Boston Ability Center - Making Fun and Function Go Hand In Hand

Boston Ability Center - Making Fun and Function Go Hand In Hand

News - March 2011


by Carolyn Graham, MS,PT

Torticollis describes an abnormal posture of the neck.  This posture in an infant is typically with the head tilted toward the body in one direction and rotated in the opposite direction.  This presentation usually occurs in the first year of life.

Additional symptoms include:

  • One side of the face being larger than the other
  • One eye being larger than the other
  • Favoring of one side to play, roll, or sleep
  • Flattening of the back of the head (especially on one side), otherwise known as  plagiocephaly

Early treatment is important for these infants, including physical therapy.  Physical therapy may include stretching of the neck muscles, strengthening of the neck and trunk muscles, positioning techniques, and facilitation of gross motor skills.  Treatment may also include corrective helmets and/or orthotic collars.


Home Activities

There are many activities you can do at home to help your baby with torticollis.

One of the most important is encouraging tummy time.  Tummy time will help develop your baby’s neck muscles so that he can hold his head up on his own and reduce head flattening.  Some babies do not like being on their bellies.  Some ideas to make your baby more comfortable include rolling up a towel and propping it under his chest,and using tummy time mats or boppy pillows.  As a parent, you want to encourage tummy time as often as possible during the day.

Another important activity is to encourage your baby to look or rotate her head to the opposite direction of her preferred side.  You can use toys with bright colors, toys that make noise, and mirrors to encourage her to turn to one side.  Position your baby so that she is encouraged to look to the right or left, whichever is opposite from her preference.  This can include positioning on the floor or changing table, as well as the way you face her in a swing or bouncy seat.  Babies love to look and listen to their parents and siblings. Talk to your baby and sing songs to encourage your babyto turn her head towards you.

When putting your baby down to sleep at night or for a nap, turn his head to the opposite direction.  He may rotate back to his preferred side at some point, but the more time he spends on the opposite side, the more comfortable he will become.

It is important to encourage your baby to play in various positions.  In addition to tummy time, you also use a Bumbo Seat. Once your baby can hold his head up,he can sit in a Bumbo seat for short periods.  This will help develop his neck strength as well as reduce the amount of pressure on the back of his head.  The Baby Bjorn is another nice option for your baby to be off the back of his head.  If your baby does not yet have enough head control, he can face in towards you.  If your baby has adequate head control, he can face out and work on turning his head in both directions.  Sidelying is another position for your baby to play in on the floor.  You can prop him up with a towel roll or wedge behind him.  This position will encourage your baby to bring his hands to midline, roll, and alter the pressure distribution on your baby’s head.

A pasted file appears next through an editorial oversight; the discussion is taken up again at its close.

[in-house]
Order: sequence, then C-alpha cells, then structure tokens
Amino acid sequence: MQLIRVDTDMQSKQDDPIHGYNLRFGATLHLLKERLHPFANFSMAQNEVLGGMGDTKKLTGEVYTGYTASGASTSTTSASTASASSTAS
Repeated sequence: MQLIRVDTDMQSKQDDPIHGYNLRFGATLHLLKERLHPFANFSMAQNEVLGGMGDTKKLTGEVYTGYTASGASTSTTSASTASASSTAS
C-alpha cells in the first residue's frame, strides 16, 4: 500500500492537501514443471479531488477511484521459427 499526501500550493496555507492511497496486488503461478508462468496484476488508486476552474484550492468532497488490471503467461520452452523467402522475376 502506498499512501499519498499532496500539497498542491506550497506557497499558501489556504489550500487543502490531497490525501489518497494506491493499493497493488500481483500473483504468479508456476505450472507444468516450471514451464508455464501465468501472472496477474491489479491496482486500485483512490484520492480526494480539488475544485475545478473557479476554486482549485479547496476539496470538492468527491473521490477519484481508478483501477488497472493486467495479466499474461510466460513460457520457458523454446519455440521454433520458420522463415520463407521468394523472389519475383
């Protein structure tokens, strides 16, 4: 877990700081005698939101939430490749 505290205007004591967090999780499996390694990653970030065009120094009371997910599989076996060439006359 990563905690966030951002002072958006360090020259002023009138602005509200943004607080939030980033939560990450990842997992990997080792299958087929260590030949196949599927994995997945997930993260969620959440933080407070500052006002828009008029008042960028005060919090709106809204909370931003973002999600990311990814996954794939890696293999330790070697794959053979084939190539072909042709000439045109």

If you are bottle or breast feeding make sure that you switch sides at each feeding.  This will encourage your baby to look in both directions.  If your baby is eating solid foods, angle her seat to the right or left, so she will turn in the direction of the food.  Encourage her to pick up finger foods with her right or left hand to encourage turning to the side that is opposite her preference.


Carrying positions:

Alternate the side that you carry your baby on to encourage your baby to turn in both directions.  If you are carrying your baby up at your shoulder, turn his head so he is facing away from his preferred position.  If your baby is older and can be carried on your hip, face him so he is looking out to his opposite side.


Car Seat Positioning:

If your baby tends to tilt his head to one side or rotate to one side when he is in the car seat or if he falls asleep, neck wings can be helpful.  These padded cushions strap onto your baby’s car seat straps.  They help to keep your baby’s head in a more neutral position during car trips.  You can also place hanging toys on your baby’s car seat to encourage him to turn in the opposite direction.

Try these suggestions at home with your baby.  Always consult with your doctor or physical therapist for any further medical advice or questions.